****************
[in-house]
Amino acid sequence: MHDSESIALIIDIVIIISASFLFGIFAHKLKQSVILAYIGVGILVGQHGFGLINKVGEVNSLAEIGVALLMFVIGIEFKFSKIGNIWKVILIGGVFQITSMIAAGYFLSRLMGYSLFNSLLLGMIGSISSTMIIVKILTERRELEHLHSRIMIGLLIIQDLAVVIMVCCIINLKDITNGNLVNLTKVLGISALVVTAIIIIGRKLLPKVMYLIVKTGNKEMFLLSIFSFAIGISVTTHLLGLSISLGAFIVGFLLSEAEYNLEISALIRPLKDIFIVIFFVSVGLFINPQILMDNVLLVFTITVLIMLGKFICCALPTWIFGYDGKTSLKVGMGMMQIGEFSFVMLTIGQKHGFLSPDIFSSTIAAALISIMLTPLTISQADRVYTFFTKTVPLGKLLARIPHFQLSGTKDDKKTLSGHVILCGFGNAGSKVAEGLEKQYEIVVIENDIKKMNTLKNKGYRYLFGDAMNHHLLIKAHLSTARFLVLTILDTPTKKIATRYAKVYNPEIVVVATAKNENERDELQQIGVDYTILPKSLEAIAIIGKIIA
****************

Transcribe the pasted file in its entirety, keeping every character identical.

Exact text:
[in-house]
Amino acid sequence: MHDSESIALIIDIVIIISASFLFGIFAHKLKQSVILAYIGVGILVGQHGFGLINKVGEVNSLAEIGVALLMFVIGIEFKFSKIGNIWKVILIGGVFQITSMIAAGYFLSRLMGYSLFNSLLLGMIGSISSTMIIVKILTERRELEHLHSRIMIGLLIIQDLAVVIMVCCIINLKDITNGNLVNLTKVLGISALVVTAIIIIGRKLLPKVMYLIVKTGNKEMFLLSIFSFAIGISVTTHLLGLSISLGAFIVGFLLSEAEYNLEISALIRPLKDIFIVIFFVSVGLFINPQILMDNVLLVFTITVLIMLGKFICCALPTWIFGYDGKTSLKVGMGMMQIGEFSFVMLTIGQKHGFLSPDIFSSTIAAALISIMLTPLTISQADRVYTFFTKTVPLGKLLARIPHFQLSGTKDDKKTLSGHVILCGFGNAGSKVAEGLEKQYEIVVIENDIKKMNTLKNKGYRYLFGDAMNHHLLIKAHLSTARFLVLTILDTPTKKIATRYAKVYNPEIVVVATAKNENERDELQQIGVDYTILPKSLEAIAIIGKIIA